Why No One Ever Forecasts Lower Volatility

The market perpetually prices in a CBOE Volatility Index (VIX) lift

by Adam Warner

Published on Nov 19, 2014 at 9:04 AM
Updated on Jun 24, 2020 at 10:16 AM

So I saw this rhetorical question go by on Twitter yesterday morning: "Has anyone ever forecast 'less volatility'?"

Generally speaking, the answer is a resounding "no." Anecdotally, nearly any time the topic comes up on TV, it's always in the context of what could cause some sort of future market unrest. No one ever predicts the current calm will persist. Granted, that would make for lousy TV. I imagine if you were asked to make a prediction and you said the same boring, grinding, very-low-volatility upward climb continues, with perhaps two to four randomly spaced shakeouts in the next year, and you had no idea what might cause those shakeouts, you wouldn't get asked back. But saying "the present trend continues" is always a good guess. Trends persist; major changes in tone and direction are relatively rare.

As to predicting volatility itself, you really need specifics. Ten-day realized volatility (RV) in the S&P 500 Index (SPX) sits under 4 now. That translates to a 0.25% range on a typical day. That's about rock-bottom volatility for that particular metric, so no one expects less volatility there.

The price of every option everywhere embeds a volatility forecast for the time period between "now" and when the option expires. So, we don't even need humans to verbalize their volatility forecasts, because money talks. We can quantify those volatility forecasts (i.e., the implied volatility) and compare it to backward-looking realized volatility and give an objective answer to the above question.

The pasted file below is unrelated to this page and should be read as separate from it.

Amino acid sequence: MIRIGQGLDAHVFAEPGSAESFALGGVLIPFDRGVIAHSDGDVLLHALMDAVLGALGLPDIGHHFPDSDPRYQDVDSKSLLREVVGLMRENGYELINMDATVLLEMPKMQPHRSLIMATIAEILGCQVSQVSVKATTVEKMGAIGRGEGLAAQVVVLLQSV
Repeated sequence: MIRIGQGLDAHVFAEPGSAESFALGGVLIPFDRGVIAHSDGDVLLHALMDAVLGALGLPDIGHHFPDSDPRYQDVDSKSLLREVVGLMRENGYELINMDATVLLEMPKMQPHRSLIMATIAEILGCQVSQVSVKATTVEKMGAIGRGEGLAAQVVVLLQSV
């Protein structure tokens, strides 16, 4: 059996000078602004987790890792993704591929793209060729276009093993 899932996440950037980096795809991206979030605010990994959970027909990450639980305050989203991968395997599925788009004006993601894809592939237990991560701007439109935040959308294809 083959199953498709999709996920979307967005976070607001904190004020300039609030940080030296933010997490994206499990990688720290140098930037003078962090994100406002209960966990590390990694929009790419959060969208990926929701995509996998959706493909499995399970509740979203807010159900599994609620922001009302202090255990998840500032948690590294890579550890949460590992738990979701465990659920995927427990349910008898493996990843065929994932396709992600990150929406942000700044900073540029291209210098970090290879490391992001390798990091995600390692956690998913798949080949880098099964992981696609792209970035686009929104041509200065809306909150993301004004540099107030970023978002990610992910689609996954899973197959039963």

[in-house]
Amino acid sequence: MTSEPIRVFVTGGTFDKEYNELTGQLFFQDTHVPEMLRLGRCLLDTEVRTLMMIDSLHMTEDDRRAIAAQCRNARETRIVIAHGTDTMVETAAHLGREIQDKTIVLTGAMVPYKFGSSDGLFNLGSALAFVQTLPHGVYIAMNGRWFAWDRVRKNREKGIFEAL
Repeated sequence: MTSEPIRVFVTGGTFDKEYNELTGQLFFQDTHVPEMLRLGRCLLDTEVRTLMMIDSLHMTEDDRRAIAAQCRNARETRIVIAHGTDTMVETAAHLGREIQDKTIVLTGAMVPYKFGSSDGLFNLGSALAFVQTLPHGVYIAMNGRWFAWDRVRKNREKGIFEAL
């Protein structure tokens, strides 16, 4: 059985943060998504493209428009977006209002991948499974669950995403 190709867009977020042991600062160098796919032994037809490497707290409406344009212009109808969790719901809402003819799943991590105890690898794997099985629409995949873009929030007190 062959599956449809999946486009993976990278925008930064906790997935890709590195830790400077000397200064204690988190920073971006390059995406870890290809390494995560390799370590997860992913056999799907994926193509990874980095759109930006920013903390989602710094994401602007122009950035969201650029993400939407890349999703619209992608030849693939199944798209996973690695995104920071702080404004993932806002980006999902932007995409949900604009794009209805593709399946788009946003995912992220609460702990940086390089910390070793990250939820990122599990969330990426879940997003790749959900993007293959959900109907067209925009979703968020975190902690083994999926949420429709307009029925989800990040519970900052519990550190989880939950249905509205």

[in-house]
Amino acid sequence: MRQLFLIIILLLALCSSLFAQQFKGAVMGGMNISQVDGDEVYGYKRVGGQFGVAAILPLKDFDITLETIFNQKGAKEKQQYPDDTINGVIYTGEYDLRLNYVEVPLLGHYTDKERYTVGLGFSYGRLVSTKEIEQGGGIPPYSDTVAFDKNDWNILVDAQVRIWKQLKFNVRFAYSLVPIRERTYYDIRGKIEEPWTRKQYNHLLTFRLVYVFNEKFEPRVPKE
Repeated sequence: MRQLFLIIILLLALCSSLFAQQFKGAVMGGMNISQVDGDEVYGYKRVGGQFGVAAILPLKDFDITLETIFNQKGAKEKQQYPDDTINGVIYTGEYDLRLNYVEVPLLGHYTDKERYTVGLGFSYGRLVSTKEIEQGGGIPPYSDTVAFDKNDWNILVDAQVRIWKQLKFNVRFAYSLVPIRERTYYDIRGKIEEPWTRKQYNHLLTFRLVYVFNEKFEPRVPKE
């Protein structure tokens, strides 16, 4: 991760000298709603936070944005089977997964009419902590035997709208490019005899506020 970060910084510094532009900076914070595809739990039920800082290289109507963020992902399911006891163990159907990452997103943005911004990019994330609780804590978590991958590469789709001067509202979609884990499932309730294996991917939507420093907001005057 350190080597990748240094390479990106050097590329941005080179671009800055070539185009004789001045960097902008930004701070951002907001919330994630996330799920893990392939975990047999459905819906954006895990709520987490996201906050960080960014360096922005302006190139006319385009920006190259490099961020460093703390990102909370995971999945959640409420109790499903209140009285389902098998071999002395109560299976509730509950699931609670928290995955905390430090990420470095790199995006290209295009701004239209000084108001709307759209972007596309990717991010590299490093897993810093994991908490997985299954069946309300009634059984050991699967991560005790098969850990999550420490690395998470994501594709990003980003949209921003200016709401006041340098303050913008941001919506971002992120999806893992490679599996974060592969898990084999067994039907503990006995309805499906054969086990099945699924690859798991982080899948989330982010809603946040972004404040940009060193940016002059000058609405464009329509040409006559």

And, as we note often, options virtually always price in an uptick in current volatility. The CBOE Volatility Index (VIX) averages about a 4-point premium to RV. The only time RV tends to exceed implied volatility is when you get a pop like we saw in October. And even then, it was more just about the time lag. VIX peaked at 30 on Oct. 15, while the realized volatility calculation peaked on Oct. 21 at 22.5 -- by which time VIX had dropped into the high teens.

What's more, VIX futures almost always predict that VIX itself will lift going forward. January VIX is about 18 now. Unless VIX itself has already popped, this song always remains the same.

So if someone ever asks you whether you think volatility will rise or fall in the future, you should probably just say "Well, the market prices in a volatility lift, so if you believe that's wrong, just sell options and VIX futures."

Disclaimer: Mr. Warner's opinions expressed above do not necessarily represent the views of Schaeffer's Investment Research.


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